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July 7, 1958: The 1,700-foot Tall Tsunami that Struck Alaska -The Largest in Recorded History

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posted on Mar, 11 2011 @ 11:05 PM
Sourc e

On the night of July 7th, 1958 the world’s largest recorded Tsunami engorged Alaska's Lituya bay, located about 250 miles west of Juneau. It was 1,700 feet or 520 meters, almost twice the height of the Eiffel Tower.

The Tsunami was triggered by a magnitude 8.3 earthquake caused an enormous landslide along the Fairweather Fault. The resulting crash of rock into water, caused the largest wall of water in human history. The deadly wave hurtled at jet speeds and wiped out everything within a four mile radius.

Fortunately Lituya Bay was virtually uninhabited, otherwise it would have caused unprecedented destruction, far greater than the tsunami that struck Thailand in 2004.
At the time of the colossal wave, there were only three fishing boats anchored in the bay and amazingly only one sank, with two people losing their lives. The other boats were able to surf the crest of the tsunami.

I wanted to post this as I am fairly familiar with the story and wanted to show all the people that think the world is coming to an end that this is a fairly common occurrence on planet Earth. This event was a monster, the largest ever, and was caused by a landslide.

I send my best wishes to all the families affected by the tragedy taking place in Japan as we speak, but people have to realize that these events do happen.

I wanted to share this one because could you imagine a tsunami that high coming at you? Holy crap, I wouldn't be worried about the water as I would die of a heart attack.

Just thought I would share a little history with all of you.

Any thoughts?


posted on Mar, 11 2011 @ 11:18 PM
reply to post by predator0187

I guess Florida better get ready then, because its in their near future. Im no future teller. Just came to mind as I read the history of that 1,700 foor tsunami. And you are right. the earth isnt on anyones schedule. It will do what it wants as it pleases.My prayers go out to all affected by the tsunami yesturday. We as humans should all feel a loss. Alot of good people perished. Friends we never met.

The next one is coming though.

posted on Mar, 11 2011 @ 11:27 PM
reply to post by PLASIFISK

Hey! Don't say stuff like that! I am only at 5 ft. above sea level in Florida.

posted on Mar, 11 2011 @ 11:33 PM
reply to post by Misoir

If something were to happen on the coast of Africa you would have plenty of time to prepare so do not worry too much.

That is what you accept for living so close to the coast, same thing with people the live in tornado valley or on fault lines. The beach is a beautiful place to be but it comes with it's risks. The only person who can properly weigh those risks are the ones living there.


posted on Mar, 12 2011 @ 12:07 AM
Too bad there wasn't someone videotaping that one... would have been amazing footage!

posted on Mar, 19 2011 @ 01:37 PM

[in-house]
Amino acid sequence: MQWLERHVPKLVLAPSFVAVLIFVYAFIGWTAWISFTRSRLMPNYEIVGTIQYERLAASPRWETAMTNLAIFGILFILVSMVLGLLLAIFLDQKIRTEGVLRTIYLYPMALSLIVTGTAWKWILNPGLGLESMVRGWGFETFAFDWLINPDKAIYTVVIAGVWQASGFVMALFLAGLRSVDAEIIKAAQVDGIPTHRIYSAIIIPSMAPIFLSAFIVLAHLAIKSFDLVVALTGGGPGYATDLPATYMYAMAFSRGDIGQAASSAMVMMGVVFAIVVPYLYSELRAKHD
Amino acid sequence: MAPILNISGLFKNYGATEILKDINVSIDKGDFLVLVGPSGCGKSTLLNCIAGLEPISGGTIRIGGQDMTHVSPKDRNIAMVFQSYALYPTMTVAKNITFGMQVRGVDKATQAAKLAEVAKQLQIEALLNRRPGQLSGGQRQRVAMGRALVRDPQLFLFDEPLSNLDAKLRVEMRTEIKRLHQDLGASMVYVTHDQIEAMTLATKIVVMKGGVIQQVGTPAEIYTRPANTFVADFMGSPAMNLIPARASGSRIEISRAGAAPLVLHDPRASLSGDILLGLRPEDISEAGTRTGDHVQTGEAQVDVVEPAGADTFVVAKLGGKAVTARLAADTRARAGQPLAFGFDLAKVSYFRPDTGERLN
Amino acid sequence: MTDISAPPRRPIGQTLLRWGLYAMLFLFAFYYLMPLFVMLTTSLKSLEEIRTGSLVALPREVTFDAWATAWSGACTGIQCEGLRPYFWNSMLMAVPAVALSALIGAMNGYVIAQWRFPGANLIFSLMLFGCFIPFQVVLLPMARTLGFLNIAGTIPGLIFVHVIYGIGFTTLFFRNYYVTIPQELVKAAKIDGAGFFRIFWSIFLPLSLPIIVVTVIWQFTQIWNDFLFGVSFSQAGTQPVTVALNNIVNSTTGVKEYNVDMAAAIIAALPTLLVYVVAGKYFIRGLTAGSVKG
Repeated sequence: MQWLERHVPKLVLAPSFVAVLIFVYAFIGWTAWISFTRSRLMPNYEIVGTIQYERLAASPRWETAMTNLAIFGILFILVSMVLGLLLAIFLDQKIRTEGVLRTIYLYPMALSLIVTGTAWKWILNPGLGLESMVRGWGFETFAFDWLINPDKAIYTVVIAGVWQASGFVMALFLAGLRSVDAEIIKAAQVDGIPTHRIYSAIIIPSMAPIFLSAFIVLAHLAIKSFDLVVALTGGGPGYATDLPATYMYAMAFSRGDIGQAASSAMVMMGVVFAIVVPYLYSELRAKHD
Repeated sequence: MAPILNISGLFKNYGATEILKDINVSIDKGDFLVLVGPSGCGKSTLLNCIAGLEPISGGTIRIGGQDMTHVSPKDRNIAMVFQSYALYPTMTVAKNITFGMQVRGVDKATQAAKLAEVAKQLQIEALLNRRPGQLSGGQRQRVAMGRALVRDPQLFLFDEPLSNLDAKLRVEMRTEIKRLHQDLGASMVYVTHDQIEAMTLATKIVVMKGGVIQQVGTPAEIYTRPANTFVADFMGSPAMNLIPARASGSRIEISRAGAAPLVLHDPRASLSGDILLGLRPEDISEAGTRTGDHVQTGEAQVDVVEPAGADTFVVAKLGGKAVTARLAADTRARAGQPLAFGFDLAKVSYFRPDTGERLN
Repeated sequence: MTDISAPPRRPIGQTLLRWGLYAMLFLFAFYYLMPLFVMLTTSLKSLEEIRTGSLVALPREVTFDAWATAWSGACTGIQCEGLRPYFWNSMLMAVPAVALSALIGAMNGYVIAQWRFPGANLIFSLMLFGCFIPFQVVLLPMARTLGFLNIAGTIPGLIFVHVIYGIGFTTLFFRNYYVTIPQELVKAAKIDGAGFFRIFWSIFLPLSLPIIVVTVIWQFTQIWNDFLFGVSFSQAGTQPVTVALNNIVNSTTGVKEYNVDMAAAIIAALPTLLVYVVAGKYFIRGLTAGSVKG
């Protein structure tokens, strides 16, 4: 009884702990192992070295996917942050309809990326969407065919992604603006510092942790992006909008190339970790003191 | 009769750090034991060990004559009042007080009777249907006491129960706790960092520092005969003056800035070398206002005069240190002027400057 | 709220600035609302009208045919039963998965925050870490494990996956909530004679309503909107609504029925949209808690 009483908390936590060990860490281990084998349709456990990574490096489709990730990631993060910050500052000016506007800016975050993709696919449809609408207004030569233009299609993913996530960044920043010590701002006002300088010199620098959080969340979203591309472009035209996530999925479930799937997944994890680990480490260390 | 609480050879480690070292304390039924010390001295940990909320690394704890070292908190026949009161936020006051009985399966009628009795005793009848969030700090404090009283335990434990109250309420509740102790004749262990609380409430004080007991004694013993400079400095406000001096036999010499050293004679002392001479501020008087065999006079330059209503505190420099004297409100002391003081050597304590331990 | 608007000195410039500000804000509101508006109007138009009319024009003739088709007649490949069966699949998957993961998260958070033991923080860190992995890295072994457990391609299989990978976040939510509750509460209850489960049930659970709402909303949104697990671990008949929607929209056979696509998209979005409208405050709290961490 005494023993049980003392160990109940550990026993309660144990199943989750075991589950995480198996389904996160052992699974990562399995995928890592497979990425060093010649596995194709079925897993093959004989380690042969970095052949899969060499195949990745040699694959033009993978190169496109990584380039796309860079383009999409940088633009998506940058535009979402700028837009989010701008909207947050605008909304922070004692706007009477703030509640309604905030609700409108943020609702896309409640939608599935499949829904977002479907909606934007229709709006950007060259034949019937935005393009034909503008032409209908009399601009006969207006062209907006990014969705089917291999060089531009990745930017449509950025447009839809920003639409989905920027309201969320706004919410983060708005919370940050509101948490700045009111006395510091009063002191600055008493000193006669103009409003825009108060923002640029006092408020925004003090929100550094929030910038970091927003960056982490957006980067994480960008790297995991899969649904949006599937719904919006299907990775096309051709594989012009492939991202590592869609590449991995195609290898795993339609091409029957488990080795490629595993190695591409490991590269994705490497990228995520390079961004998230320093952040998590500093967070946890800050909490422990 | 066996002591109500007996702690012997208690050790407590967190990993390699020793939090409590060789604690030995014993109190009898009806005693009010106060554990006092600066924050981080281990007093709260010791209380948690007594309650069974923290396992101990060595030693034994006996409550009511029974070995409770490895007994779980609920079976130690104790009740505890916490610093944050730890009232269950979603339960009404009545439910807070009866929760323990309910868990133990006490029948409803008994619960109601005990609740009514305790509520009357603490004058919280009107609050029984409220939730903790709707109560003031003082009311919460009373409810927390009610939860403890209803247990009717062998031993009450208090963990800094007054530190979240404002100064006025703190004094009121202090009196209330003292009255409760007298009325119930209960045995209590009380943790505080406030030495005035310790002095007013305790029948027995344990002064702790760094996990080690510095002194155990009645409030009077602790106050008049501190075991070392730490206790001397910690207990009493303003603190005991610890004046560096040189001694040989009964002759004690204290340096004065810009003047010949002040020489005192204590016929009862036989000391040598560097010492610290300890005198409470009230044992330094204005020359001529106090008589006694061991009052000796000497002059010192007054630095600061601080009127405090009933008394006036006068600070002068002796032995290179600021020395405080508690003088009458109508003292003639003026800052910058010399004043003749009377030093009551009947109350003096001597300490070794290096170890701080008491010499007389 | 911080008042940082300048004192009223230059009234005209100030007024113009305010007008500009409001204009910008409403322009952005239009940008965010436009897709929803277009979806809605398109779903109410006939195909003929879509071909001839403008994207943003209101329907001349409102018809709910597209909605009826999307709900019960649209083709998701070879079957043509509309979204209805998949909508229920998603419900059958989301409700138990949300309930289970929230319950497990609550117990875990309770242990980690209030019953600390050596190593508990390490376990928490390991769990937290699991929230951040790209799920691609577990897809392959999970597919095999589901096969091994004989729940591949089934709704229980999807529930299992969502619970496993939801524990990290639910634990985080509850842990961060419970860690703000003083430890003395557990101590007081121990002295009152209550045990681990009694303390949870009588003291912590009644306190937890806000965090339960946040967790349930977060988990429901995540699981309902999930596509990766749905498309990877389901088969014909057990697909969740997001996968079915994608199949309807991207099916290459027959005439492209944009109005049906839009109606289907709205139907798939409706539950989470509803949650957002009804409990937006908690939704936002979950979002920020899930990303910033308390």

reply to post by Scalded Frog

There were a father and son on a boat that lived through the whole thing. They said that the heard a deafening sound and saw a gigantic wave coming at them, their boat road the wave and the both survived.

Could you imagine being on the water with that kind of wave coming at you?

I would be dead from a heart attack too soon to see if I survived.


posted on Mar, 19 2011 @ 01:40 PM
I've read dozens of visions over the past year from people who said San Francisco, Los Angeles, Miami, and New York all get swamped by a major tsunami. I hardly see how these cities getting wiped out by tsunamis is a completely normal occurance when it has never happened before.

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posted on Mar, 19 2011 @ 01:47 PM
Great thread

As I just said in another thread, population density is so high everywhere, and we insist on building ever larger cities closer and closer to the coast, what do you think is going to happen?

I'm not at all blaming the people that live in these areas, but it's not like you should be surprised when something bad happens when you have millions of people and trillions of dollars of infrastructure sitting a few feet from the end of a metaphorical fire hose. Most of the world's largest cities are right on the coast, or close to other major bodies of water. We have been doing this ever since we as a race began to settle and abandon the wandering lifestyle because we needed a source of water and trade.

And what do we do when something bad happens? Instead of thinking, well maybe we shouldn't be right on the edge of disaster and build a little farther inland, we rebuild a city that sits right in nature's crosshairs.

Things are only going to get worse, and it's not because the world is ending, it's because we fail to think info the future and realize it's not the best idea to build a huge metropolis on a frikin coastline!

posted on Mar, 19 2011 @ 01:53 PM
reply to post by ag893

Have you seen all the ancient cities that lie underneath the water? There are too many to even count, some that are as large as our cities now lie in ruins under water, so yes this has happened many, many times before and will happen many, many times in the future.

To think that this will not happen to us is kind of ignorant, as the signs are all around us. They just found that one city underwater that was wiped out by a tsunami in Spain, that they believe could possibly be Atlantis.

When it happens anywhere, it will not be the apocalypse, or an act of god, it will be a normal occurrence of the ever changing terrain of the earth.


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